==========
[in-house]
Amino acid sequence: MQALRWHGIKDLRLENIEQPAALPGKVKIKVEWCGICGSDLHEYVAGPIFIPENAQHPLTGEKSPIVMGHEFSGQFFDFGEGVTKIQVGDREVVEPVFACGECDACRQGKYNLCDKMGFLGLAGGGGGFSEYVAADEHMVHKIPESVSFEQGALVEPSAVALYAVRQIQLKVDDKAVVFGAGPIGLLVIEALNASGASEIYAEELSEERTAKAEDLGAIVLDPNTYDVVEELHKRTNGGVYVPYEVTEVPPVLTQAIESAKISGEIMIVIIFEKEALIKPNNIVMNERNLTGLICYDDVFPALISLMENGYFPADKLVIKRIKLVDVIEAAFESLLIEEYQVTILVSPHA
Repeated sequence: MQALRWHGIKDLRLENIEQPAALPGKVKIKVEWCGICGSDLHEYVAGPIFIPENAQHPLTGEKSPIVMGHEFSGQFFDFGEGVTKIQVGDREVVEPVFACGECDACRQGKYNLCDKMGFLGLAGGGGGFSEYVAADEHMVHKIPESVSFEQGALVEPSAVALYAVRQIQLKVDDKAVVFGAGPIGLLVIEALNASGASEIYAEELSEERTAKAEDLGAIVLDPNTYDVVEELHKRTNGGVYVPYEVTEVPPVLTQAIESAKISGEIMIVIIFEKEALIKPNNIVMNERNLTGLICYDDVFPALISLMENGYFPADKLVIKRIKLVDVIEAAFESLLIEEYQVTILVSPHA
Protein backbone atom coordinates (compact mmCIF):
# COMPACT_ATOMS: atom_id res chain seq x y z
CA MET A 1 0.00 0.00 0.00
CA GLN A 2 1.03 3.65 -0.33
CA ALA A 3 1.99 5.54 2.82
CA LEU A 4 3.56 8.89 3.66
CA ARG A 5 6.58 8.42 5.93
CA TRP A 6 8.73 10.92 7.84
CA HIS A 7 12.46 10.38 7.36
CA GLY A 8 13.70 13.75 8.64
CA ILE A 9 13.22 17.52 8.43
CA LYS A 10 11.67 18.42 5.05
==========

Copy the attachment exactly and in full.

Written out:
[in-house]
Amino acid sequence: MQALRWHGIKDLRLENIEQPAALPGKVKIKVEWCGICGSDLHEYVAGPIFIPENAQHPLTGEKSPIVMGHEFSGQFFDFGEGVTKIQVGDREVVEPVFACGECDACRQGKYNLCDKMGFLGLAGGGGGFSEYVAADEHMVHKIPESVSFEQGALVEPSAVALYAVRQIQLKVDDKAVVFGAGPIGLLVIEALNASGASEIYAEELSEERTAKAEDLGAIVLDPNTYDVVEELHKRTNGGVYVPYEVTEVPPVLTQAIESAKISGEIMIVIIFEKEALIKPNNIVMNERNLTGLICYDDVFPALISLMENGYFPADKLVIKRIKLVDVIEAAFESLLIEEYQVTILVSPHA
Repeated sequence: MQALRWHGIKDLRLENIEQPAALPGKVKIKVEWCGICGSDLHEYVAGPIFIPENAQHPLTGEKSPIVMGHEFSGQFFDFGEGVTKIQVGDREVVEPVFACGECDACRQGKYNLCDKMGFLGLAGGGGGFSEYVAADEHMVHKIPESVSFEQGALVEPSAVALYAVRQIQLKVDDKAVVFGAGPIGLLVIEALNASGASEIYAEELSEERTAKAEDLGAIVLDPNTYDVVEELHKRTNGGVYVPYEVTEVPPVLTQAIESAKISGEIMIVIIFEKEALIKPNNIVMNERNLTGLICYDDVFPALISLMENGYFPADKLVIKRIKLVDVIEAAFESLLIEEYQVTILVSPHA
Protein backbone atom coordinates (compact mmCIF):
# COMPACT_ATOMS: atom_id res chain seq x y z
CA MET A 1 0.00 0.00 0.00
CA GLN A 2 1.03 3.65 -0.33
CA ALA A 3 1.99 5.54 2.82
CA LEU A 4 3.56 8.89 3.66
CA ARG A 5 6.58 8.42 5.93
CA TRP A 6 8.73 10.92 7.84
CA HIS A 7 12.46 10.38 7.36
CA GLY A 8 13.70 13.75 8.64
CA ILE A 9 13.22 17.52 8.43
CA LYS A 10 11.67 18.42 5.05